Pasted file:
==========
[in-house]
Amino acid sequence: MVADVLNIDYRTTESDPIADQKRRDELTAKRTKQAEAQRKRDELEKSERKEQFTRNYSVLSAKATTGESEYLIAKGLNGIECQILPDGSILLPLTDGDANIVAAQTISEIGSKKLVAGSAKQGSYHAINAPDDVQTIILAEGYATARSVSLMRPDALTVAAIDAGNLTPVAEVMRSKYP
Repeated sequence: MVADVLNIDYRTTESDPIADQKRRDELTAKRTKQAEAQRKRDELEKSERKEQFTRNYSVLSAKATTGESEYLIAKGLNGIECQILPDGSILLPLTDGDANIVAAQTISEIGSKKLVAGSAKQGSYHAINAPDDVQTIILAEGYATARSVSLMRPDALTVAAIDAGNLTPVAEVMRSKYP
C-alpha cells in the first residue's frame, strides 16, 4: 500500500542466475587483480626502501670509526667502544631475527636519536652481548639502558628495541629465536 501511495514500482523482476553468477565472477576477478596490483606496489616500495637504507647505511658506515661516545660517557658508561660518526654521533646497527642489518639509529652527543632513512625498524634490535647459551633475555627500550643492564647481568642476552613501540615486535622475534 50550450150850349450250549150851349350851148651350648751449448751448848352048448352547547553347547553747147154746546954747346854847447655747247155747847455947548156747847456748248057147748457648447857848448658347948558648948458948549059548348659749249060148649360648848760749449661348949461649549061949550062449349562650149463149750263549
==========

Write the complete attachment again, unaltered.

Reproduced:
[in-house]
Amino acid sequence: MVADVLNIDYRTTESDPIADQKRRDELTAKRTKQAEAQRKRDELEKSERKEQFTRNYSVLSAKATTGESEYLIAKGLNGIECQILPDGSILLPLTDGDANIVAAQTISEIGSKKLVAGSAKQGSYHAINAPDDVQTIILAEGYATARSVSLMRPDALTVAAIDAGNLTPVAEVMRSKYP
Repeated sequence: MVADVLNIDYRTTESDPIADQKRRDELTAKRTKQAEAQRKRDELEKSERKEQFTRNYSVLSAKATTGESEYLIAKGLNGIECQILPDGSILLPLTDGDANIVAAQTISEIGSKKLVAGSAKQGSYHAINAPDDVQTIILAEGYATARSVSLMRPDALTVAAIDAGNLTPVAEVMRSKYP
C-alpha cells in the first residue's frame, strides 16, 4: 500500500542466475587483480626502501670509526667502544631475527636519536652481548639502558628495541629465536 501511495514500482523482476553468477565472477576477478596490483606496489616500495637504507647505511658506515661516545660517557658508561660518526654521533646497527642489518639509529652527543632513512625498524634490535647459551633475555627500550643492564647481568642476552613501540615486535622475534 50550450150850349450250549150851349350851148651350648751449448751448848352048448352547547553347547553747147154746546954747346854847447655747247155747847455947548156747847456748248057147748457648447857848448658347948558648948458948549059548348659749249060148649360648848760749449661348949461649549061949550062449349562650149463149750263549